Indicators related to the last three crises in Turkey clearly demonstrate how different sectors react during crisis periods. This survey by Capital covers 9 basic sectors and serves as a sectoral report card for the crises in 1994, 1999 and 2001. The survey found that the trade-retailing, manufacturing industry and transportation-communications sectors enter and emerge from crises at the same time as the economy as a whole. It is striking that mining is one of the sectors which takes the longest time to emerge from a crisis. When there are contractions, they last longer in finance, mining and construction than in any of the other sectors. The recessions in trade and industry are deeper.
How Was The Study Conducted? The study, which covers 9 basic sectors and demonstrates how each reacts to a crisis, defines a recession as a contraction in GDP for at least two quarters in succession. In determining the emergence from recession, the study used the criterion of whether GDP had or had not grown for at least two quarters in succession. The definitions of entering and emerging from the crisis were also used to determine when sectors entered and emerged from periods of contraction. A contraction which lasted for just one quarter was not counted. Neither was growth which lasted for only one quarter regarded as constituting an emergence from a contraction.
The evaluations of the sectors’ performances in the last three crises were conducted on the basis of the beginning and end of the recessions. The relationship between their performance and that of the economy as a whole was thus described in three basic ways: “simultaneous”, “earlier” and “later”. When the statistical data did not show any consistency at all, the phrase “no relation” was used. When there was a contraction in a sector in the quarter when the economy entered recession, or one quarter earlier or later than when it began, this was classed as being a “simultaneous movement”.
Different Reaction From Each Sector According to our study, the sectors which react quickest to crises are retail-trade, manufacturing and construction. These three sectors reacted at the same time as the economy as a whole, and entered a period of contraction at the moment the first signs appeared. And they also emerged from recessions at the same speed.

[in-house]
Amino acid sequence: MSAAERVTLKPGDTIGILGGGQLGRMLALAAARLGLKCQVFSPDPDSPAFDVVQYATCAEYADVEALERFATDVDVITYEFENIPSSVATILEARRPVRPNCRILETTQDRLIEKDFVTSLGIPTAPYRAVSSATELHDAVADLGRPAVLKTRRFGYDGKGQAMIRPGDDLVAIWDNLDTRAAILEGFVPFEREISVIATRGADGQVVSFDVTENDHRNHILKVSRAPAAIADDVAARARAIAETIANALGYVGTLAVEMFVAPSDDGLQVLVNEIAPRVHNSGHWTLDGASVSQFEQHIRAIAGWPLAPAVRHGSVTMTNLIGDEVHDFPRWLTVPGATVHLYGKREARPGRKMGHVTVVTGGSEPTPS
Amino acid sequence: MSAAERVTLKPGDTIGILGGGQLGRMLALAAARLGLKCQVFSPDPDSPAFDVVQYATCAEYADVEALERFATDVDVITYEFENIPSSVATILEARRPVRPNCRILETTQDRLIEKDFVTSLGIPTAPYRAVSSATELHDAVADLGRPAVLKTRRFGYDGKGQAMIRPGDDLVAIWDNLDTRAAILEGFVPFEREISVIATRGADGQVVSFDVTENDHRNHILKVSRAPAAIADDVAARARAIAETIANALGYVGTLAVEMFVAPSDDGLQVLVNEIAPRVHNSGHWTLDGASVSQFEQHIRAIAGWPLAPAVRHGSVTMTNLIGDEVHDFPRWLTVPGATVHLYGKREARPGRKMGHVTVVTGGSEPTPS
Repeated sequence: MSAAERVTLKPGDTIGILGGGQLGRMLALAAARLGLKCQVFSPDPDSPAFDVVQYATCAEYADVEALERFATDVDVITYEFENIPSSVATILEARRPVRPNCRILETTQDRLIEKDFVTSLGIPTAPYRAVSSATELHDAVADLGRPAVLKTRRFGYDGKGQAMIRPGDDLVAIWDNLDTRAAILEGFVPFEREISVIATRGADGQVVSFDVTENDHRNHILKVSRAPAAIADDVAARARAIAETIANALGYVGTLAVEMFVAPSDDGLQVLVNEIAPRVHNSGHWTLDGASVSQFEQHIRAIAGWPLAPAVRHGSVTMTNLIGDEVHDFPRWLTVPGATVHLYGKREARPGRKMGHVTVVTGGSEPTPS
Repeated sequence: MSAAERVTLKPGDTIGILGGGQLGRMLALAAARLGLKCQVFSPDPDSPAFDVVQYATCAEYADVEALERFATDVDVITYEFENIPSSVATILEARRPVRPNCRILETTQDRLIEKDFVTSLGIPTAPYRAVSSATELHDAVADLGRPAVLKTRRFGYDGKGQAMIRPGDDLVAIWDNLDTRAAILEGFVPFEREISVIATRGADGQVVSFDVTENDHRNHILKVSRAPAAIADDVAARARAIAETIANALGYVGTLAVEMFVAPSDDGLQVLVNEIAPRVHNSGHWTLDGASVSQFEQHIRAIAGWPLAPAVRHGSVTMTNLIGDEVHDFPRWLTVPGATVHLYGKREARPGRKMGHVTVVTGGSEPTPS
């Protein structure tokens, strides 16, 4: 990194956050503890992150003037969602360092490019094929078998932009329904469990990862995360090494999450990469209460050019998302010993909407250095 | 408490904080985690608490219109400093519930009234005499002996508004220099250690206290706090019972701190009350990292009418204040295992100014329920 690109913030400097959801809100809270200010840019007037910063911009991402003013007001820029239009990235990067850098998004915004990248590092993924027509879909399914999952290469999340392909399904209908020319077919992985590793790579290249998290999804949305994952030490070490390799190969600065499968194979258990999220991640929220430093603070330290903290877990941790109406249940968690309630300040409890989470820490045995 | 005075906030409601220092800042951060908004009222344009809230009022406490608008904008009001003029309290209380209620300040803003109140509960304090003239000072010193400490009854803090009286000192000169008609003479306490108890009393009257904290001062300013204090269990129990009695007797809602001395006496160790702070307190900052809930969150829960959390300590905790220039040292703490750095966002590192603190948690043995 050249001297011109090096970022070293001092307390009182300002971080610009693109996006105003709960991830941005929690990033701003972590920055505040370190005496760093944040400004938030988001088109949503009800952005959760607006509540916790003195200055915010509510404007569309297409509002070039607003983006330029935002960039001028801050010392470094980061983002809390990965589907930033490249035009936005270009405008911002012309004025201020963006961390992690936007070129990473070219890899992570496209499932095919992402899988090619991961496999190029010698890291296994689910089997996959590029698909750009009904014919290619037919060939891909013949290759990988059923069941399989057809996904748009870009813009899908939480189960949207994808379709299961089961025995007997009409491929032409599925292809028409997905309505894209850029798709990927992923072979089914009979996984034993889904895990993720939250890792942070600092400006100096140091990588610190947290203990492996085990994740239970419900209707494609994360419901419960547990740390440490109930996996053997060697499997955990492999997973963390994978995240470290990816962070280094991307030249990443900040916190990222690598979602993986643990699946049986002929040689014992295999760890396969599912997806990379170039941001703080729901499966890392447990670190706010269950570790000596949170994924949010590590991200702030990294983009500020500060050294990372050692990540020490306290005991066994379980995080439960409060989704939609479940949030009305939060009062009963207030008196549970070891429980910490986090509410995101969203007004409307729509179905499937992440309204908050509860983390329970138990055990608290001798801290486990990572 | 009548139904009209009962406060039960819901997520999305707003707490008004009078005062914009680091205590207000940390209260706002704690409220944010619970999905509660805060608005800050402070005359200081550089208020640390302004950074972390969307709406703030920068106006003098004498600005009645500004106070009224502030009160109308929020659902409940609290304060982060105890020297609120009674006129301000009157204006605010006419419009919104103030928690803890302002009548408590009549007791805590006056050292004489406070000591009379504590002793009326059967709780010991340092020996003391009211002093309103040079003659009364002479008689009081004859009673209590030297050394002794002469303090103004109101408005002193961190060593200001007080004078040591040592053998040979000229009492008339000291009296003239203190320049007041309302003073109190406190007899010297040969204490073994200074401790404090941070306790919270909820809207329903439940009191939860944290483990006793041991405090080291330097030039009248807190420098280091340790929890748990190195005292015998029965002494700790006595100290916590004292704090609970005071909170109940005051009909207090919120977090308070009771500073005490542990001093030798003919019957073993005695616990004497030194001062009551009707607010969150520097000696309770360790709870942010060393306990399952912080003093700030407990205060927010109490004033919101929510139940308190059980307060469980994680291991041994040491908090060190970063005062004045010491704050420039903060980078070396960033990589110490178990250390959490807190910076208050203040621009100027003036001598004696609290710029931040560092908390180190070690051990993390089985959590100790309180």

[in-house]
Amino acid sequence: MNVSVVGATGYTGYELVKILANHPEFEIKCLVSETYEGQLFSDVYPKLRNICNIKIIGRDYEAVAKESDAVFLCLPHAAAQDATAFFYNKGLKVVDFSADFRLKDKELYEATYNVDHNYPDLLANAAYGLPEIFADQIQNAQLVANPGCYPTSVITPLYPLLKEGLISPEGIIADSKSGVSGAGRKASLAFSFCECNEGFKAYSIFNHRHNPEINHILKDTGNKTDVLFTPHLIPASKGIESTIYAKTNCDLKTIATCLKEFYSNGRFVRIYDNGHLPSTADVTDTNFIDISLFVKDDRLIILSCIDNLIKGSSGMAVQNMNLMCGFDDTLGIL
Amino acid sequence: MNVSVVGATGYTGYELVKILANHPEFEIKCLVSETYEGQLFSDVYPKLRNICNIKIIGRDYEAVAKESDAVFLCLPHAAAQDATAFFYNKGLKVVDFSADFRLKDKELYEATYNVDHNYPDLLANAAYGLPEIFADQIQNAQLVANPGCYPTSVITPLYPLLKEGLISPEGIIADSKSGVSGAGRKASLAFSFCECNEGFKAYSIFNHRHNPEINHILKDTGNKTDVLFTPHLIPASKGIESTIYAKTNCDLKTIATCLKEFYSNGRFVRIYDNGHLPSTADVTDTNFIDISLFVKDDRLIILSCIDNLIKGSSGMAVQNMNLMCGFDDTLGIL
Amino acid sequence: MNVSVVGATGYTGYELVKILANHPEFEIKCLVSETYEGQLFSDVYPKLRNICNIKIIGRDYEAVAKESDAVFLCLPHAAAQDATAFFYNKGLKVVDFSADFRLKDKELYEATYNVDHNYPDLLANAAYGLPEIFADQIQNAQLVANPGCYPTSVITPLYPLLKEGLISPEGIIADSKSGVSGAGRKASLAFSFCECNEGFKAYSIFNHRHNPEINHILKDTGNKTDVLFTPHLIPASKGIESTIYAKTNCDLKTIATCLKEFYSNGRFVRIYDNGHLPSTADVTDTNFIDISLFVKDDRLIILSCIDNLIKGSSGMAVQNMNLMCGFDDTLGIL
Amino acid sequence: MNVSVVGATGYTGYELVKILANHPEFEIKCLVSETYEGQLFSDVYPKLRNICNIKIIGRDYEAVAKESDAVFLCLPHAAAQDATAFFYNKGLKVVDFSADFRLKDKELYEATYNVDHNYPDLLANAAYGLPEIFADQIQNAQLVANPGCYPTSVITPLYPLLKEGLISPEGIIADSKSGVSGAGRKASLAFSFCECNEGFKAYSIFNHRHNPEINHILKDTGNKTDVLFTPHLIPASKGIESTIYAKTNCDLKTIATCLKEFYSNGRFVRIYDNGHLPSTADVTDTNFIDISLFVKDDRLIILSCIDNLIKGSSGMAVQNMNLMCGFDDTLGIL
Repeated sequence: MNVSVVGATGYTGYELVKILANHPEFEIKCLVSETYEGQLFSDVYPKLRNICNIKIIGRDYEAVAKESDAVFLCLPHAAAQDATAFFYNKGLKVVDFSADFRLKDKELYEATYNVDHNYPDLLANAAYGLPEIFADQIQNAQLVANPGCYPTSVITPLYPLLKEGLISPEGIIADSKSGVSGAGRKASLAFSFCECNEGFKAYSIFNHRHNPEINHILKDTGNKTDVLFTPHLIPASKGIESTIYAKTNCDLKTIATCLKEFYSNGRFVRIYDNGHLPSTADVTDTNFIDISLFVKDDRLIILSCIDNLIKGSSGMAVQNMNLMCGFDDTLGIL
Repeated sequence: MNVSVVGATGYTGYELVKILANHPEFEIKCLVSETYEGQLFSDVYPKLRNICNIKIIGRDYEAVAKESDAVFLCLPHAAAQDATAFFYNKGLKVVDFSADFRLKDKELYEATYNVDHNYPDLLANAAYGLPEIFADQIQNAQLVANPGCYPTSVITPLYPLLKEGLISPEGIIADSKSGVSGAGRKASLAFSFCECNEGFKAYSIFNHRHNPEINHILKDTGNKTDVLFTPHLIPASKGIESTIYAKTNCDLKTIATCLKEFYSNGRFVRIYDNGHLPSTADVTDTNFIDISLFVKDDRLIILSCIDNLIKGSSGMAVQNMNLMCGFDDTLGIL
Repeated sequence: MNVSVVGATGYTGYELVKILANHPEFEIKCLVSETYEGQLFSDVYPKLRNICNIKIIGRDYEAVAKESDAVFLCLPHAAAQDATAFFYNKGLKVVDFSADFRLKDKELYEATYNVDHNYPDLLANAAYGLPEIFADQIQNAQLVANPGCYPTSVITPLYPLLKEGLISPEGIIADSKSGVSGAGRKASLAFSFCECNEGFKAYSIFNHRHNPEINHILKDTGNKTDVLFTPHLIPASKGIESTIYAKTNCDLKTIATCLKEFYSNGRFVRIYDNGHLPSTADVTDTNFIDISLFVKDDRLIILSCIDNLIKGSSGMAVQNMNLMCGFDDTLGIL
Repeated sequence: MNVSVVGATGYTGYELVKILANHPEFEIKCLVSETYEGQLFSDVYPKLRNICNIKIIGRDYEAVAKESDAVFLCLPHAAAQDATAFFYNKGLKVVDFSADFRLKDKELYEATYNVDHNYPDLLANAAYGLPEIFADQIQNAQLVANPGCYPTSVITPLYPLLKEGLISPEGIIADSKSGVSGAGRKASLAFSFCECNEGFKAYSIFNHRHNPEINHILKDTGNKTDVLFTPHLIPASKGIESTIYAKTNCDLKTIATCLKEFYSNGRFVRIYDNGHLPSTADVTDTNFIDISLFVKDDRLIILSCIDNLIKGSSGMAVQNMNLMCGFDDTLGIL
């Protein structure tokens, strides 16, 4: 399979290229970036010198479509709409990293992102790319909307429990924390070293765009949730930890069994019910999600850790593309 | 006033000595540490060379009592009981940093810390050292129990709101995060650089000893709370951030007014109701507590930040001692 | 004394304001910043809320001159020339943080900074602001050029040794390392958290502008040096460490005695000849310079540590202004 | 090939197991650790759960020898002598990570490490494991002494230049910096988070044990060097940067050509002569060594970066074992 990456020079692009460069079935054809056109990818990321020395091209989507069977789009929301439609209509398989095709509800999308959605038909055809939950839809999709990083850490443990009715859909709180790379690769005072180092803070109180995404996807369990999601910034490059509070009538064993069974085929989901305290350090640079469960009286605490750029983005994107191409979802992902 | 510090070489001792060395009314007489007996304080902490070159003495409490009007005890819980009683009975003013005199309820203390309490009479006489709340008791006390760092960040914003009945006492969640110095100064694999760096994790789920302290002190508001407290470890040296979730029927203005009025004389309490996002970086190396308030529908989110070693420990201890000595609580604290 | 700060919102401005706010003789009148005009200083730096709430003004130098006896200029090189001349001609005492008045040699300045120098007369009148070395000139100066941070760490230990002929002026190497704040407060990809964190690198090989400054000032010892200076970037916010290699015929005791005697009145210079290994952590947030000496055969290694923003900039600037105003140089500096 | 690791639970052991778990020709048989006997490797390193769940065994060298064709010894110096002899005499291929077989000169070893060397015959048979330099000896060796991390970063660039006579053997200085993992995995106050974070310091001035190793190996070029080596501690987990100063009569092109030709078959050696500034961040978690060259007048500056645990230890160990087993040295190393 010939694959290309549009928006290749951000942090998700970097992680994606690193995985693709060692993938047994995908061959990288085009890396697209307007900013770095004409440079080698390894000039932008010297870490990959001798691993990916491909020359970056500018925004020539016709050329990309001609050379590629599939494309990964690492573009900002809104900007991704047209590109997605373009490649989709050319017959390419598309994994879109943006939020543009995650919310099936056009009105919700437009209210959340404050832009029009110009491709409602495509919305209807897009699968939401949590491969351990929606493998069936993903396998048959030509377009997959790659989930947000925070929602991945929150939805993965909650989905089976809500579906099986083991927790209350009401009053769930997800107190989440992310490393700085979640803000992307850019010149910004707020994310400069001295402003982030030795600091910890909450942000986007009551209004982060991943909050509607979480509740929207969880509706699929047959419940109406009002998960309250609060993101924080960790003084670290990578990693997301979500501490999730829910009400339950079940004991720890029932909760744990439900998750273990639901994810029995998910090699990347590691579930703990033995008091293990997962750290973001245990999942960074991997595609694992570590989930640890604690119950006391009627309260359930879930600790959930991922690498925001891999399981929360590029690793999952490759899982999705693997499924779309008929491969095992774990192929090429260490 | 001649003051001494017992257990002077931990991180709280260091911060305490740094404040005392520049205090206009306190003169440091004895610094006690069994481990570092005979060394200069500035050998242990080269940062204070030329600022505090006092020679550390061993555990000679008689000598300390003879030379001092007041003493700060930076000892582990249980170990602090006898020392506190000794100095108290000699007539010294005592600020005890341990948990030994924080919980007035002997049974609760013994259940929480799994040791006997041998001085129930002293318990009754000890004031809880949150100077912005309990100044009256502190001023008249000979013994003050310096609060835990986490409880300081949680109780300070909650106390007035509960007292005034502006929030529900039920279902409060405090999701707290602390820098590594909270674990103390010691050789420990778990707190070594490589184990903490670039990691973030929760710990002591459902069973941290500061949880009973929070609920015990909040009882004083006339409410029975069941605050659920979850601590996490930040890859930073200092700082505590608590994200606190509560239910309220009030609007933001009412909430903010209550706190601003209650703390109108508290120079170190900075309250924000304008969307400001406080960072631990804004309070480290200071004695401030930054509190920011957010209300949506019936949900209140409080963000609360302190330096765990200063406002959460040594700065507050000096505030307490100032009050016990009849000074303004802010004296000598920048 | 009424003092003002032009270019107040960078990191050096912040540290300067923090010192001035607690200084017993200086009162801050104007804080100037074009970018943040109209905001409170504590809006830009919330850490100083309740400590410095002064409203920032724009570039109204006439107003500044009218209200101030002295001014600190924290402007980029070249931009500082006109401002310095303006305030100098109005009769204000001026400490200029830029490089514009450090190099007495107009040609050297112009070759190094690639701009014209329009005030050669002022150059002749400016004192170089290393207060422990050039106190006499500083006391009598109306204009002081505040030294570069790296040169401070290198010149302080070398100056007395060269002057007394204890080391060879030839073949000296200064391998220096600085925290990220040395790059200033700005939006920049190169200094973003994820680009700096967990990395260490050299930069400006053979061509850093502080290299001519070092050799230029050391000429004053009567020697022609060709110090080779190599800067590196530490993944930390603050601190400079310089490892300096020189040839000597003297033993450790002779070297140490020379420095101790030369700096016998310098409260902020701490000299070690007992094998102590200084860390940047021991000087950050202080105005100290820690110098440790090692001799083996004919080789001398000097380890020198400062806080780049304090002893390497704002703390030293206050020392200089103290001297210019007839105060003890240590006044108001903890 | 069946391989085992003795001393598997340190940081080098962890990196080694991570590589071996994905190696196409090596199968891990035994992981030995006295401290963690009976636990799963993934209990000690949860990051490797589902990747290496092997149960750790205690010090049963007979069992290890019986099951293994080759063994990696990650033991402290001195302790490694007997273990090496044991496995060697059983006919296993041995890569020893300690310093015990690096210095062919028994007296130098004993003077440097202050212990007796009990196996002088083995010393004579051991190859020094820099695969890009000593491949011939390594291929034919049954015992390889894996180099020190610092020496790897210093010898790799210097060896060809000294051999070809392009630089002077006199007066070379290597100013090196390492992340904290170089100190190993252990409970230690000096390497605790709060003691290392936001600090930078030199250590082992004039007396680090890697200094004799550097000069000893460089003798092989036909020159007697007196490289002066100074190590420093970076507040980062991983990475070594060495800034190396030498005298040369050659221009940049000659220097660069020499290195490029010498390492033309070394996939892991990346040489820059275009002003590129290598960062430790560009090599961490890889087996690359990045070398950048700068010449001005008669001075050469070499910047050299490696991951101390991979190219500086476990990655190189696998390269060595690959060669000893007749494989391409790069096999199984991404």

The agriculture and transportation-communications sectors generally enter and emerge from a recession at the same time as the rest of the economy. The mining sector enters a recession at the same time as the economy as a whole but its emergence from a crisis is a little later.
There is no relationship between when the energy, tourism and finance sectors enter and emerge from a contractions and the timing of when economy as a whole experiences a recession. These sectors reacted differently to a recession in each crisis. For example, in the first two recessions, namely in 1994 and 1999, there was no contraction in the tourism and financial sectors. But in the most recent recession in 2001, the contraction in these two sectors started later and ended later. It is striking that the energy sector entered and emerged from the 2001 crisis at the same time as the rest of the economy.
When there was a contraction in the mining, construction and financial sectors, it lasted longer than in any of the other sectors and the contractions in the industrial, construction and trade sectors were deeper.
How Long Does It Last In Each Sector?
Finance Has The Recession Record When one looks at the performances of the sectors in crises then one can see that the extent of the crises are different in each sector. For example, when there are contractions in the mining, construction and financial sectors, they last longer than in any of the other sectors, and the contractions are deeper in the manufacturing industry, construction and trade sectors. The figures show that the sector most affected by the 1994 crisis was the financial sector, where its effects lasted for 14 quarters. During the same crisis, the contraction lasted for 4 quarters in the economy as a whole, but 5 quarters in mining and 6 quarters in construction.
A Cumbersome Structure Lengthens The Process In the economic crisis of 2001, which was one of the deepest economic crises in the history of the Republic and which seriously damaged every sector, all of the sectors emerged very late from the recession apart from the tourism and communications sectors. The record was in mining. During the 2001 crisis, the GDP figures began to show an improvement after 3 quarters. But it took the mining sector 9 quarters to emerge from the crisis.
It Is More Difficult For The Real Sector To Recover The representatives of the real sector are more deeply affected by recessions than both GDP as a whole and the other sectors. The rate of contraction in manufacturing industry, construction and trade can be twice as high as the rate of decline in GDP. The fact that, in the 1994 crisis, manufacturing industry contracted by 9.2 percent and trade by 11.7 percent, even though the economy as a whole shrank by 6.7 percent, are each good examples of this phenomenon.